Monday, June 27, 2011

Keeping busy

I've been keeping myself pretty busy the past couple of weeks. We had family in town last week, and now we are in PA for about 10 days just visiting friends and family. Not much is new. The final results on Drew's cultures came back negative for pseudomonas so that was awesome. He did end up on steroids again last weekend for difficulty breathing, but we're pinning that on inflammation and malacia and not on bacteria, based on the good culture results. He recovered just fine.

Ella turns 3 on Wednesday and I just can't believe it. We had a little party for her at home, and we'll have another little one here on Wednesday. The twins had their 15mo. checkup last week and 3 of their 4 ears had infections. The doctor told me that a lot of kids with CF ended up getting tubes at some point because the thick mucus their bodies produces makes it hard for infections to drain appropriately from the sinuses. (that was from the pediatrician, not the CF docs) Drew has had the same infection for about 5 weeks now. It gets better and but never seems to really go away and then comes back with a vengeance a few days after the antibiotic end. We just finished up Azithromyacin and are hoping that we finally got it. I guess we'll see in a week when we go back for a follow up check!

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Friday, June 17, 2011

Parent TOUCH Program

I mentioned a while back that I was going to be volunteering with a new program at Children's Hospital called Parent TOUCH (Together Our Understanding Creates Hope). Well, its about to get started in July and i'm very much looking forward to it. There are currently 4 people who do this program, and then 3 new people joining (I am one of them). Here is a little video put together by Children's about the program.


Drew's sick. Well, he's not breathing the way hes supposed to be. I'm not sure if hes sick or not, but something isn't right.

We had our clinic appointment on Monday and the labs from them came back okay. No pseudomonas (WOOHOO!), no staph, a little Haemophilus grew, but that should be covered by the Omnicef he's on for his ear infection, so we're proceeding as though that's gone now. But this morning he woke up and he just wasn't breathing right. When he's struggling, his nostrils flare, he pull in around his ribs when hes breathing deep, and his breathing is quick. This all comes with a very non-productive cough that's near constant. Think about how you feel when you can't catch your breath - you cough, you take lots of deep breaths, its exhausting. We did his breathing treatments this morning but they didn't seem to change much. This oppressively hot weather doesn't help any.

We had plans for Gymboree this morning. I was nervous about taking Drew there. Its like a little mini gym for toddlers and kids up to probably age 5 I would guess. I knew they would all love it, but my mind sees a germ breeding ground on the mats and balls and all the other stuff all those little sweaty germy kids have their hands and mouths all over. I decided to take them anyway. I'm really trying hard not to let my germ anxiety take over my life. I do my best to keep things like toys and hands out of their mouths, and always have hand-sani in my back pocket. They did have fun. Everyone was laughing and running around and climbing and playing, including Drew. But he still couldn't breathe and it was worse than ever. He had an almost constant cough to the point where I was afraid he was going to throw up and he was just almost panting trying to catch his breath. But he wanted to play. I used his inhaler a few times to no avil. Finally, after about 40 minutes we left. It wasn't an easy 40 minutes either. I got a few looks from other parents, and some compassionate comments about how he must not feel very good, but mostly it was glares and comments under their breath about how sick he sounds. They don't know hes got CF and their kids aren't going to catch what he has, and I didn't want to make it the topic of the day, so I just said hes got something that causes some trouble breathing somethings. Heck, I wouldn't want my healthy kids hanging out with someone who sounded like he did. I can't really blame them, but I still just hate those situations.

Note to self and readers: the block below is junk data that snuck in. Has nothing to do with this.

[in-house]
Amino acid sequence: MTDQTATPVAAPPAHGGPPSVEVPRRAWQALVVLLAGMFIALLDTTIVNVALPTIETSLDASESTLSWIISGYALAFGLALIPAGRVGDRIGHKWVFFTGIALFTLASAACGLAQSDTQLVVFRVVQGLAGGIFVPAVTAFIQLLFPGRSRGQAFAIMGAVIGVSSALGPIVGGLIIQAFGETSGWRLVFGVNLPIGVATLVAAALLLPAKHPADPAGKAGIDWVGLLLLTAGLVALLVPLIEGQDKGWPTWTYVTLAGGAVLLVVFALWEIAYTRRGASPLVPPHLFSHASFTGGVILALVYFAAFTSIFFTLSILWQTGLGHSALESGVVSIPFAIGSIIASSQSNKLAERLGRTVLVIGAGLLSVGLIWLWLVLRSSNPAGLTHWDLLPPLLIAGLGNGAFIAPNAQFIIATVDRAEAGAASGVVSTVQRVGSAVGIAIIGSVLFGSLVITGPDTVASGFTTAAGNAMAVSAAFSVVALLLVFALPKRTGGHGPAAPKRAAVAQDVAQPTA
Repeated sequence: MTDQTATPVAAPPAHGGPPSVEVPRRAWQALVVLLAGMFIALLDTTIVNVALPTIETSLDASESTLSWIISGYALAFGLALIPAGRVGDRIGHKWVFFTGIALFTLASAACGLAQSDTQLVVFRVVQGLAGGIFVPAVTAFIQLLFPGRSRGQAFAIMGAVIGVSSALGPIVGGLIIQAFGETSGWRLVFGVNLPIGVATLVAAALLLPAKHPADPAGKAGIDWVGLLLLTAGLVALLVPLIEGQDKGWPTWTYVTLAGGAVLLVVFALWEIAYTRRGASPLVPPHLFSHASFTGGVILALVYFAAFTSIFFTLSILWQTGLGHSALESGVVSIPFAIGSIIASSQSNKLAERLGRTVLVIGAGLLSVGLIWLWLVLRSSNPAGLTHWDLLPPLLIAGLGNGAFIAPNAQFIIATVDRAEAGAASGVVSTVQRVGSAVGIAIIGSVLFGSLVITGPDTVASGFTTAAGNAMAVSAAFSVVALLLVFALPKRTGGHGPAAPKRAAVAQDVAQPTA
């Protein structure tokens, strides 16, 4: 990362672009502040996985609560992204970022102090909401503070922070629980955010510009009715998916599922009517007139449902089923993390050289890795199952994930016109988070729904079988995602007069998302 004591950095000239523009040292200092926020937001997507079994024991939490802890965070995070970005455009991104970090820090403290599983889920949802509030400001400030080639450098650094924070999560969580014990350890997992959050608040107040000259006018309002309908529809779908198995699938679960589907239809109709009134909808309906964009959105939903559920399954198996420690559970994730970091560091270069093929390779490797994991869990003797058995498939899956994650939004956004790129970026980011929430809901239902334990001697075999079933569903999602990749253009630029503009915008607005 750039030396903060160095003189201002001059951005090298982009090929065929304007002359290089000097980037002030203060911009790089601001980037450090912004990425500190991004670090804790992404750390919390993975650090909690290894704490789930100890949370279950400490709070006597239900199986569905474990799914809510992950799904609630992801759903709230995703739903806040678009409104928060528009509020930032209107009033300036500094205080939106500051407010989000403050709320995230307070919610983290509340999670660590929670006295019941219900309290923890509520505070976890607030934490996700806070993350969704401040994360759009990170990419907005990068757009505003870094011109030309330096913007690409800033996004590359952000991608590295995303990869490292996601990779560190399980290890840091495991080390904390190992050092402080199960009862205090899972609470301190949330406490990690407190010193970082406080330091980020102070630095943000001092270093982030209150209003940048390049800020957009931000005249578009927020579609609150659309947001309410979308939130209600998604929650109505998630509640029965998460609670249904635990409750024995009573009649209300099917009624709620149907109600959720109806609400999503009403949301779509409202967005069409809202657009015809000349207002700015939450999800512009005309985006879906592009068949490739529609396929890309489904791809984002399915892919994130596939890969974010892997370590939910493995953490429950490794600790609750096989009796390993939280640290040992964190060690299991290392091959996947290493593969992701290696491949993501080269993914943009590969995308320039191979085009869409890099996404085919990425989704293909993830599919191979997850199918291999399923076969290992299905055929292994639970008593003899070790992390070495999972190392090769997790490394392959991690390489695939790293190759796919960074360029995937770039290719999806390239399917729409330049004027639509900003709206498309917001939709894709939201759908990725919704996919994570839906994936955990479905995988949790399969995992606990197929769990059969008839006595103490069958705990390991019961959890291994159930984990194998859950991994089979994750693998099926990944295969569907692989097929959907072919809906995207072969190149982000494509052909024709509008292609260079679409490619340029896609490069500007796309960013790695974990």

When we got home I immediately did another breathing treatment but it didn't change much. I gave everyone lunch, put them all to bed, and called his doc. The initial reaction of the nurse was to suggest that he be put in the hospital to be monitored. I told her how much I didn't want that to happen, and she said she would talk to his doctor and call me back. About 10 minutes later, his doctor called me back. We talked for about 30 minutes, and decided that because of the cultures showing no bacteria in his lungs, that the difficulty breathing and cough was likely a result of inflammation rather than infection. CF people have chronic inflammation in their lungs, but with Drew's malacia complicating things, he gets into cycles where he has more inflammation than normal which causes him to cough which causes more inflammation and on and on the cycle goes. He takes Pulmicort twice a day to help with that inflammation but its not always enough. We are going to put him on steroids for a few days to see if knocking out the inflammation will help to end this cycle and make him feel better. She was comfortable with us doing the extra treatments and stuff from home vs the hospital because we've been down this path so many times before. This is one of the reasons I can't imagine moving away from here, because of the trust and understand and care we get from his doctors that is just invaluable.